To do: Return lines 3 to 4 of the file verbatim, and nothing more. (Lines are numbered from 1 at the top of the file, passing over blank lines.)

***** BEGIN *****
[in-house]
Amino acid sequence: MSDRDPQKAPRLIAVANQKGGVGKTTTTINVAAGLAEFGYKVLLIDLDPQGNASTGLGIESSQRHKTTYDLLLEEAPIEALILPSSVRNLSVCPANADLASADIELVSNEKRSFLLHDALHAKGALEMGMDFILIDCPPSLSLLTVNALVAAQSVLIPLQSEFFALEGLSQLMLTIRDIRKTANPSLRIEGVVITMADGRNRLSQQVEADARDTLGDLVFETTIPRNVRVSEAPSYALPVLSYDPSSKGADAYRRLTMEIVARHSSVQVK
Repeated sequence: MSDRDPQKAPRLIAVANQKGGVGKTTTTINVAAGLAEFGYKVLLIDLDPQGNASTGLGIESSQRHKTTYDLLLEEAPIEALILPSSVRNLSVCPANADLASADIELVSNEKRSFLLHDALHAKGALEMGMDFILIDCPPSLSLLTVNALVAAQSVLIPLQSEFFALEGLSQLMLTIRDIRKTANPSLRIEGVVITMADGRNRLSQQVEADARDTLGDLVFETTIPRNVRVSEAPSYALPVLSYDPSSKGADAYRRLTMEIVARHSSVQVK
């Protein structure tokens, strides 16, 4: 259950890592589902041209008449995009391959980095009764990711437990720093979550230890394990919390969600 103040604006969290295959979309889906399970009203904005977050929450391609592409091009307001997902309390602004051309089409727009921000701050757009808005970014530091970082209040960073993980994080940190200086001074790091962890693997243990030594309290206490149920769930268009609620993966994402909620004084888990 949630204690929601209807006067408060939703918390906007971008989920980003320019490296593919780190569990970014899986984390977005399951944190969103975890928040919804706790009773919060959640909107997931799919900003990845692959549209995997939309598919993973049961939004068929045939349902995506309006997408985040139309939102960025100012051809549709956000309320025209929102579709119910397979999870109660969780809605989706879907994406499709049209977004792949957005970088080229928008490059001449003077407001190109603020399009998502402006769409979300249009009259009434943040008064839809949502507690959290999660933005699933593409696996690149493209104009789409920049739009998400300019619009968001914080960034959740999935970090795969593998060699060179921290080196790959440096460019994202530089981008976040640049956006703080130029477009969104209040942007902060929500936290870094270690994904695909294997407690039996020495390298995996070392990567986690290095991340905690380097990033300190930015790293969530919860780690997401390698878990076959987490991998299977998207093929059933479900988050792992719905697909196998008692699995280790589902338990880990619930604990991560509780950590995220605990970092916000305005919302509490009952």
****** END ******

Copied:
Repeated sequence: MSDRDPQKAPRLIAVANQKGGVGKTTTTINVAAGLAEFGYKVLLIDLDPQGNASTGLGIESSQRHKTTYDLLLEEAPIEALILPSSVRNLSVCPANADLASADIELVSNEKRSFLLHDALHAKGALEMGMDFILIDCPPSLSLLTVNALVAAQSVLIPLQSEFFALEGLSQLMLTIRDIRKTANPSLRIEGVVITMADGRNRLSQQVEADARDTLGDLVFETTIPRNVRVSEAPSYALPVLSYDPSSKGADAYRRLTMEIVARHSSVQVK
């Protein structure tokens, strides 16, 4: 259950890592589902041209008449995009391959980095009764990711437990720093979550230890394990919390969600 103040604006969290295959979309889906399970009203904005977050929450391609592409091009307001997902309390602004051309089409727009921000701050757009808005970014530091970082209040960073993980994080940190200086001074790091962890693997243990030594309290206490149920769930268009609620993966994402909620004084888990 949630204690929601209807006067408060939703918390906007971008989920980003320019490296593919780190569990970014899986984390977005399951944190969103975890928040919804706790009773919060959640909107997931799919900003990845692959549209995997939309598919993973049961939004068929045939349902995506309006997408985040139309939102960025100012051809549709956000309320025209929102579709119910397979999870109660969780809605989706879907994406499709049209977004792949957005970088080229928008490059001449003077407001190109603020399009998502402006769409979300249009009259009434943040008064839809949502507690959290999660933005699933593409696996690149493209104009789409920049739009998400300019619009968001914080960034959740999935970090795969593998060699060179921290080196790959440096460019994202530089981008976040640049956006703080130029477009969104209040942007902060929500936290870094270690994904695909294997407690039996020495390298995996070392990567986690290095991340905690380097990033300190930015790293969530919860780690997401390698878990076959987490991998299977998207093929059933479900988050792992719905697909196998008692699995280790589902338990880990619930604990991560509780950590995220605990970092916000305005919302509490009952």